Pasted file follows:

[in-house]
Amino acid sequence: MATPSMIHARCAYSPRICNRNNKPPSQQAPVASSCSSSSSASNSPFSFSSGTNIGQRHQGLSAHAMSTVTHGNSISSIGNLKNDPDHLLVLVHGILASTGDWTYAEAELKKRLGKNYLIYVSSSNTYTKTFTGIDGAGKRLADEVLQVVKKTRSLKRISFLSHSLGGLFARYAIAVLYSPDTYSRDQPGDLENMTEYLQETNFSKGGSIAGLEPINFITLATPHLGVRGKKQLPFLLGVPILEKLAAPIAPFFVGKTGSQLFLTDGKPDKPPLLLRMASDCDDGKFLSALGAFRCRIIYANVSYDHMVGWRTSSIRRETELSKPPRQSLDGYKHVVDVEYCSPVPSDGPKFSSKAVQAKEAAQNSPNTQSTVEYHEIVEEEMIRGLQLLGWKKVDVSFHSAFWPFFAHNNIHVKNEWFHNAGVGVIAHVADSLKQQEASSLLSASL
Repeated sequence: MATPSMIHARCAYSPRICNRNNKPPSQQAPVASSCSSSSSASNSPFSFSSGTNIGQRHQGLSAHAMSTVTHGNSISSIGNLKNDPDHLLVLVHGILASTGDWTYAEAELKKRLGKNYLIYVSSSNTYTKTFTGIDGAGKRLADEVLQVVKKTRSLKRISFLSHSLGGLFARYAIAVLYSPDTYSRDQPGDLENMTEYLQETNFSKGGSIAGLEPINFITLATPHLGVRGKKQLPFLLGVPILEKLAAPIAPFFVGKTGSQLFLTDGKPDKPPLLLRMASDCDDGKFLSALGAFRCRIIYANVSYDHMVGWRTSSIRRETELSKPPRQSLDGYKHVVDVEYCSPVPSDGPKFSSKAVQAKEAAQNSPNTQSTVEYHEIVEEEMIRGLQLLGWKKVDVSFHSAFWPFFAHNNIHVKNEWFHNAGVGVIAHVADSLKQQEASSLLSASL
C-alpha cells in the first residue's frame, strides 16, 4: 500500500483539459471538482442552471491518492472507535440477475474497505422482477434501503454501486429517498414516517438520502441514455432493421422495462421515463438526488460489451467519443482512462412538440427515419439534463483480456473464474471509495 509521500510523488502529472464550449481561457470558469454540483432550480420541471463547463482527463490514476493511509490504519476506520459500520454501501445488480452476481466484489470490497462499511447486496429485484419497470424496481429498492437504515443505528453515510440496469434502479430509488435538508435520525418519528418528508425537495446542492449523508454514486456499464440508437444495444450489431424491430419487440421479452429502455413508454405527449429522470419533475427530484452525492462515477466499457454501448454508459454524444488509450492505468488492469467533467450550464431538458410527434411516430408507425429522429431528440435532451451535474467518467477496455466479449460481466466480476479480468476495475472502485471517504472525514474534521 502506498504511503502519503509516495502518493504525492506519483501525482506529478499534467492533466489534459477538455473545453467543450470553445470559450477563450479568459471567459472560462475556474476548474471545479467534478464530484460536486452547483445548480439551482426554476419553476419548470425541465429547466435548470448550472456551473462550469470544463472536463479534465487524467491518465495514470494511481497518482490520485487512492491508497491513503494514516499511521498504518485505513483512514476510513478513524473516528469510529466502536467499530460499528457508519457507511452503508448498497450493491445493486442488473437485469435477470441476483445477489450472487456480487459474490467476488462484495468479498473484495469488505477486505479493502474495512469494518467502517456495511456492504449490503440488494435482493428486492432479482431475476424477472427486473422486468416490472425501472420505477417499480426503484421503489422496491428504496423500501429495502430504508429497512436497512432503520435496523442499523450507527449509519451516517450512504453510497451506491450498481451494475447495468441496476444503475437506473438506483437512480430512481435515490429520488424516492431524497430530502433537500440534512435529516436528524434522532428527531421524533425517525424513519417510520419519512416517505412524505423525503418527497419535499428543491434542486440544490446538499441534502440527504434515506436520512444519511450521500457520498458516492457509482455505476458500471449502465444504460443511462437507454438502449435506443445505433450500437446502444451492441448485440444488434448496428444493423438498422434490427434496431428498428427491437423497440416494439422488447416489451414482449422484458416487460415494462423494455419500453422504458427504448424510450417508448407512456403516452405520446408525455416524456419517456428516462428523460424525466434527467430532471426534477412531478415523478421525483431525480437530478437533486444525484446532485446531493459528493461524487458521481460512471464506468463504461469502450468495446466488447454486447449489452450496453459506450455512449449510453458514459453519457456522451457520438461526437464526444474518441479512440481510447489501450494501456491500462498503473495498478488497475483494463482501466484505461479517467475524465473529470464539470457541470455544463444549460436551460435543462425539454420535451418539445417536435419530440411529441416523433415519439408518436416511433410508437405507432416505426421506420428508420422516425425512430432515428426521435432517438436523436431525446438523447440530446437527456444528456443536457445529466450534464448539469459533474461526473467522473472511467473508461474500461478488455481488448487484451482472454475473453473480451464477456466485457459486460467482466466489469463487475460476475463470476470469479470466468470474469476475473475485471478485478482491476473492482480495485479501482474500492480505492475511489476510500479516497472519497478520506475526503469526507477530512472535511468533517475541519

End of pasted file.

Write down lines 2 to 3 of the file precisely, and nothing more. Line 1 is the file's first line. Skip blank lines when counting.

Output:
Amino acid sequence: MATPSMIHARCAYSPRICNRNNKPPSQQAPVASSCSSSSSASNSPFSFSSGTNIGQRHQGLSAHAMSTVTHGNSISSIGNLKNDPDHLLVLVHGILASTGDWTYAEAELKKRLGKNYLIYVSSSNTYTKTFTGIDGAGKRLADEVLQVVKKTRSLKRISFLSHSLGGLFARYAIAVLYSPDTYSRDQPGDLENMTEYLQETNFSKGGSIAGLEPINFITLATPHLGVRGKKQLPFLLGVPILEKLAAPIAPFFVGKTGSQLFLTDGKPDKPPLLLRMASDCDDGKFLSALGAFRCRIIYANVSYDHMVGWRTSSIRRETELSKPPRQSLDGYKHVVDVEYCSPVPSDGPKFSSKAVQAKEAAQNSPNTQSTVEYHEIVEEEMIRGLQLLGWKKVDVSFHSAFWPFFAHNNIHVKNEWFHNAGVGVIAHVADSLKQQEASSLLSASL
Repeated sequence: MATPSMIHARCAYSPRICNRNNKPPSQQAPVASSCSSSSSASNSPFSFSSGTNIGQRHQGLSAHAMSTVTHGNSISSIGNLKNDPDHLLVLVHGILASTGDWTYAEAELKKRLGKNYLIYVSSSNTYTKTFTGIDGAGKRLADEVLQVVKKTRSLKRISFLSHSLGGLFARYAIAVLYSPDTYSRDQPGDLENMTEYLQETNFSKGGSIAGLEPINFITLATPHLGVRGKKQLPFLLGVPILEKLAAPIAPFFVGKTGSQLFLTDGKPDKPPLLLRMASDCDDGKFLSALGAFRCRIIYANVSYDHMVGWRTSSIRRETELSKPPRQSLDGYKHVVDVEYCSPVPSDGPKFSSKAVQAKEAAQNSPNTQSTVEYHEIVEEEMIRGLQLLGWKKVDVSFHSAFWPFFAHNNIHVKNEWFHNAGVGVIAHVADSLKQQEASSLLSASL